Abdominal pain - what does it mean?
Cramping. Nausea. Pain. When your stomach acts up, you want answers. Unfortunately, the source of abdominal pain is often elusive - there are many organs positioned in the abdomen that can be involved and a variety of factors that can lead to discomfort.
Constipation is one of the most common reasons for abdominal pain. If it has been a few days or more since your last bowel movement, call your doctor if the pain or constipation continues.
Diarrhea and vomiting are often caused by an infection known as gastroenteritis, or the stomach flu. The stomach flu is also characterized by fever, aches, chills and nausea. Use fever-reducing medicines, get rest and stay hydrated to beat this bug. Don't give children or teenagers aspirin without consulting your doctor, and seek medical treatment if an infant or young child shows signs of dehydration such as lethargy, dry mouth or decreased urination.
Pain can be assessed to help identify the source of the problem. If your pain is ongoing or acute and not specifically related to the stomach flu or food digestion (heartburn, overeating, constipation, gas), it may be a sign of something more serious. Consult your doctor if the pain doesn't subside or stop within several hours.
Abdominal ailments Appendicitis
The appendix is a small pouch that projects from the colon on the lower right side of your abdomen. In children and adults, the appendix can become inflamed and filled with pus, requiring surgical removal. If not treated, the appendix can burst and lead to a serious infection. Symptoms include abdominal pain near the navel or lower right abdomen, nausea, vomiting, loss of appetite and fever. Seek medical attention immediately if these warning signs are present.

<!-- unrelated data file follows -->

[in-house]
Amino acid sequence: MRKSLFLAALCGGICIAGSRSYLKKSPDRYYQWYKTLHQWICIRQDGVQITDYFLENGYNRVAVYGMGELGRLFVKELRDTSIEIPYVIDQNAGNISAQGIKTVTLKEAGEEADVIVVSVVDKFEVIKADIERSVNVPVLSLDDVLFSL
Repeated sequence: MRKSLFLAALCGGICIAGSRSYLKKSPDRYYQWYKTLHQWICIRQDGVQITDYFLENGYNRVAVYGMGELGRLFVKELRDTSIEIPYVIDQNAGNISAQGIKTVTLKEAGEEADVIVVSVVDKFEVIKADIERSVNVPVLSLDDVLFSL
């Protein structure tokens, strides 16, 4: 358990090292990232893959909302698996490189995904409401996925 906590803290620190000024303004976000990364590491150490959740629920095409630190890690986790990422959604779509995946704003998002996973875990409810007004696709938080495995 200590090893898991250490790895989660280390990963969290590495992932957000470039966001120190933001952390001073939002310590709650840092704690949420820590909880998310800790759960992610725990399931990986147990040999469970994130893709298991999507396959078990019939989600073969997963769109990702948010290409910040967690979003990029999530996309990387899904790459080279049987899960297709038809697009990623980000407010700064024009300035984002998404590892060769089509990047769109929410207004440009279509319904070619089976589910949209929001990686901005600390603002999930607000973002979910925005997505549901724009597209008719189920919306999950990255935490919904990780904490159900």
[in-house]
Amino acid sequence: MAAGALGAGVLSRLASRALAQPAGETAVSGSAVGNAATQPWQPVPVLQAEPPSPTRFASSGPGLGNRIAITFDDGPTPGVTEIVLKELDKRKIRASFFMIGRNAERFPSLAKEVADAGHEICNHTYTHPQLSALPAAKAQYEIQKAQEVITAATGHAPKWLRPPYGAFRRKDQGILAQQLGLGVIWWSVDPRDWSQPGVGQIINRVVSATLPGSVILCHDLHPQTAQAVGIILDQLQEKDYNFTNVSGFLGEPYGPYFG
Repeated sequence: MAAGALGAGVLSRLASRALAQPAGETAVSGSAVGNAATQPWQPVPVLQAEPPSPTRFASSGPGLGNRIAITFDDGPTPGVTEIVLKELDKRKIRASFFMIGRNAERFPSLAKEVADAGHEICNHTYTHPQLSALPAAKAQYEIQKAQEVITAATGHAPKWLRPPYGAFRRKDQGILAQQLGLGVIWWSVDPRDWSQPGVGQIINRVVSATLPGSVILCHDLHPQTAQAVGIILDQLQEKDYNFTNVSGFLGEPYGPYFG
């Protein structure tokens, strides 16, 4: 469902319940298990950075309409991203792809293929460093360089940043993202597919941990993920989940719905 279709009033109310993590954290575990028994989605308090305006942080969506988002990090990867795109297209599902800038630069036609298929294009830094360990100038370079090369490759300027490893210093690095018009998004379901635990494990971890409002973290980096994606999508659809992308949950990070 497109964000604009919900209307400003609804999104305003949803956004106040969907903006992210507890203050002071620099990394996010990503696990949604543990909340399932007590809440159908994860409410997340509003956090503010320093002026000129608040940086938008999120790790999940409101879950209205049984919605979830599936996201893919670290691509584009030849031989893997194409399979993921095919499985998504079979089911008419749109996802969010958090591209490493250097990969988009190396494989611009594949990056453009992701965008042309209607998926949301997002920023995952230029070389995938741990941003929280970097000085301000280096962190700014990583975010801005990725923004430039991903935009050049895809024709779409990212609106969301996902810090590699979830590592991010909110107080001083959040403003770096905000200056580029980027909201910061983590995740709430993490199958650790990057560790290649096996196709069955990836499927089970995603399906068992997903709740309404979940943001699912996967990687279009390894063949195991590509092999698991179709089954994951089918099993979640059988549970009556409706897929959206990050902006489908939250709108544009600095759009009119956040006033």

A kidney stone is a hard mass that develops when crystals separate from the urine in the urinary tract. Most kidney stones can be passed through the urinary system with plenty of fluids and pain medication. Kidney stones often cause pain that originates in the back, near the ribs, and moves down toward the groin. Symptoms include severe intermittent pain and blood in the urine is not uncommon.
A gallstone is formed when bile hardens in the gallbladder. If bile contains too much cholesterol or not enough bile salts, it can harden into stone-like material. Many people with gallstones have no symptoms, but some people experience gallstone attacks that often follow fatty meals and may occur at night. Treatment may involve surgery for gallstone removal. Symptoms include steady pain in the upper abdomen, migrating pain between the shoulder blades or under the right shoulder, abdominal bloating, intolerance of fatty foods, belching and indigestion.
Listen to your abdomen
The stomach, colon and kidneys send signals in the form of pain to get your attention - and so do the spleen, pancreas, gallbladder and appendix. The key is to pinpoint abdominal pain and the problems causing it so you can seek treatment and feel better. Consult your doctor if you experience any acute pain or persistent discomfort.